20 When Vercingetorix returned to his followers, he was accused of treachery because he had moved the camp nearer to the Romans, because he had gone off with all the horse and had left so large a force without a commander, and because on his departure the Romans had come with such speed upon their opportunity. All these circumstances, they said, could not have happened by chance or without design; he preferred to possess the kingship of Gaul by the leave of p409Caesar rather than by favour of themselves. Accused in such sort, he replied to the charges. As for having moved the camp, it had been done, he said, actually at their own instance, through lack of forage; as for having gone nearer the Romans, he had been influenced by the advantage of a person which could protect itself by its own defences; further, the service of the horse should not have been needed on marshy ground, and it had been useful in the place to which they had marched. It was of purpose that he had committed the chief command to no one at his departure, for fear that his deputy might be driven by the zeal of the host to an engagement — an object for which he saw that all were zealous through weakness of spirit, because they could not longer endure hardship. If the appearance of the Romans on the scene had been due to chance, the Gauls had fortune to thank; if they had been summoned thither by some informer, the Gauls had that man to thank for the satisfaction of having been able to learn from their higher station the scantiness of their numbers, and to despise a courage which had not ventured to fight but had retired disgracefully to camp. He had no need to obtain from Caesar by treachery a title of command which he could enjoy by a victory already assured to himself and all the Gauls. Nay more, he gave the title back to them if they thought that they were bestowing honour on him rather than deriving security from him. "That you may perceive," he continued, "the sincerity of this statement on my part, listen to Roman soldiers." He brought forward slaves whom he had caught foraging a few days before and had tortured with hunger and chains. These had been previously instructed what to state when questioned, and said that they were soldiers of p411the line; they had been induced by hunger and want to go secretly out of the camp, to see if they could find any corn or cattle in the fields; the whole army was suffering from similar want, no man had any strength left, none could endure the strain of work, and therefore the commander-in‑chief had decided, if they made no progress in the siege of the town, in three days to withdraw the army. "These," said Vercingetorix, "are the benefits you have from me, whom you accuse of treachery, by whose effort, without shedding of your own blood, you behold this great victorious army wasted with hunger; while it is I who have seen to it that, when it takes shelter in disgraceful flight, no state shall admit within its borders."

21 The whole host shouted with one accord, and clashed their arms together in their peculiar fashion, as they always do for a man whose speech they approve. They declared that Vercingetorix was a consummate leader, that there could be no doubt of his loyalty, and that the campaign could not be conducted with greater intelligence. They decided that ten thousand men picked from the whole force should be sent into the town, and resolved that the common safety of all must not be entrusted to the Bituriges alone, for they perceived that in keeping possession of the town rested almost the whole issue of victory.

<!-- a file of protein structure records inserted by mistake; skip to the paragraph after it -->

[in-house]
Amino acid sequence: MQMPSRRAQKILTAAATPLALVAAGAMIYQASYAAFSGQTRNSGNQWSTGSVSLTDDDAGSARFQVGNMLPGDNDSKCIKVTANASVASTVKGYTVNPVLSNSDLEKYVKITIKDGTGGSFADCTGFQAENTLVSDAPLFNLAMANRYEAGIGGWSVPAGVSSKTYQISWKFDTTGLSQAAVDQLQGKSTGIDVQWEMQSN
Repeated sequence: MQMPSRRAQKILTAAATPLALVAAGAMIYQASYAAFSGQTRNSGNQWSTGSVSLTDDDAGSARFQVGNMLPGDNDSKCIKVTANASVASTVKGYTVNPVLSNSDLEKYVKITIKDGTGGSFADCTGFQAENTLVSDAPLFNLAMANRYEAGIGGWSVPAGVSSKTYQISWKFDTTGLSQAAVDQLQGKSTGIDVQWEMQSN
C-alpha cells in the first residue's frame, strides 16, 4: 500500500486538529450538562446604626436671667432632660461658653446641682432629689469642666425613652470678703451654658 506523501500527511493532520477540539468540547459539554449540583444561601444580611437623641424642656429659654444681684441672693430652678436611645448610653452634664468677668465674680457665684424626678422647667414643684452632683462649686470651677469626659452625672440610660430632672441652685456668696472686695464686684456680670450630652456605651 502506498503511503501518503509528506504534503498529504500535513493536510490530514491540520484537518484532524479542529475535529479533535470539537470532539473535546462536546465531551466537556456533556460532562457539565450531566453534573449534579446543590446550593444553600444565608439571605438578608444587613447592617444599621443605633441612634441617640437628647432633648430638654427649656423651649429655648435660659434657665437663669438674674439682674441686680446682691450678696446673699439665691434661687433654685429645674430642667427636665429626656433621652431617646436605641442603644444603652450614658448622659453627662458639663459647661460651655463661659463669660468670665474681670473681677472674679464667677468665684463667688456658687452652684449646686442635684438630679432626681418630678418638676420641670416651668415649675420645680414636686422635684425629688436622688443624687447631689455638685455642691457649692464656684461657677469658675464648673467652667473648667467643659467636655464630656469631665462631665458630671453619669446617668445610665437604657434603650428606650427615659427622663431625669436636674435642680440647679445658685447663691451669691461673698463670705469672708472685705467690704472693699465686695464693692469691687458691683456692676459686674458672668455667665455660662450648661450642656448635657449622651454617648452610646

22 The matchless courage of our troops was met by all manner of contrivances on the part of the Gauls; for they are a nation possessed of remarkable ingenuity, and extremely apt to copy and carry out anything suggested to them. So now they sought to drag aside the grappling-hooks with nooses, and, when they had caught them, to pull them back inwards with windlasses; and they tried to under‑cut p413the ramp by mines, the more scientifically because they have large iron-workings in their country, and every kind of mine is known and employed. Further, they had furnished the whole wall on every side with a superstructure of wooden turrets, and covered these over with hides. Then in frequent sallies by day and night they tried to set fire to the ramp or to attack the troops engaged in the works; and whatever increase was made in the height of our turrets by daily additions to the ramp,1 they equalised by joining fresh scaffolding2 to their own turrets, and tried to check the progress of our own mines where they opened up,3 and to prevent their approach to the walls by means of timbers4 hardened in the fire and sharpened, boiling pitch, and stones of a very great weight.

23 All Gallic walls are, as a rule, of the following pattern. Balks are laid on the ground at equal intervals of two feet throughout the length of the wall and at right angles thereto. These are made fast on the inside and banked up with a quantity of earth, while the intervals above mentioned are stopped up on the front side with big stones. When these balks have been laid and clamped together a second course5 is added above, in such fashion that the same interval as before is kept, and the balks6 do not touch each other, but each is tightly held at a like space apart by the interposition of single stones. So the whole structure is knit together stage by stage until the proper height of wall is completed. This work is not unsightly in p415appearance and variety, with alternate balks and stones which keep their proper courses in straight lines; and it is eminently suitable for the practical defence of cities, since the stone protects from fire and the timber from battery,7 for with continuous balks, generally forty feet long, made fast on the inside it can neither be breached nor pulled to pieces.